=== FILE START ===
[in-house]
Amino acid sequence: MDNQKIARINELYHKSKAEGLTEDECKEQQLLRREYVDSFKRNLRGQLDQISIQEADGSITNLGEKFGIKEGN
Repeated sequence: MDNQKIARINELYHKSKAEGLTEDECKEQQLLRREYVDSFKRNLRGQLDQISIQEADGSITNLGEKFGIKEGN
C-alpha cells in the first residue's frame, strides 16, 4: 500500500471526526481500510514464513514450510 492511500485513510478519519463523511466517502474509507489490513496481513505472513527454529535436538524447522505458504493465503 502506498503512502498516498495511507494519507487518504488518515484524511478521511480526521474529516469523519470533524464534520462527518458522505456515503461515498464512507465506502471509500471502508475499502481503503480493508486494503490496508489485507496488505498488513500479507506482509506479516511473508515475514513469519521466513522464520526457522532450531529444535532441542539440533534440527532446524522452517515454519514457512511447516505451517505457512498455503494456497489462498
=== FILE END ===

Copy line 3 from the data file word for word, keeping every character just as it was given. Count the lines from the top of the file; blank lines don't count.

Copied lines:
Repeated sequence: MDNQKIARINELYHKSKAEGLTEDECKEQQLLRREYVDSFKRNLRGQLDQISIQEADGSITNLGEKFGIKEGN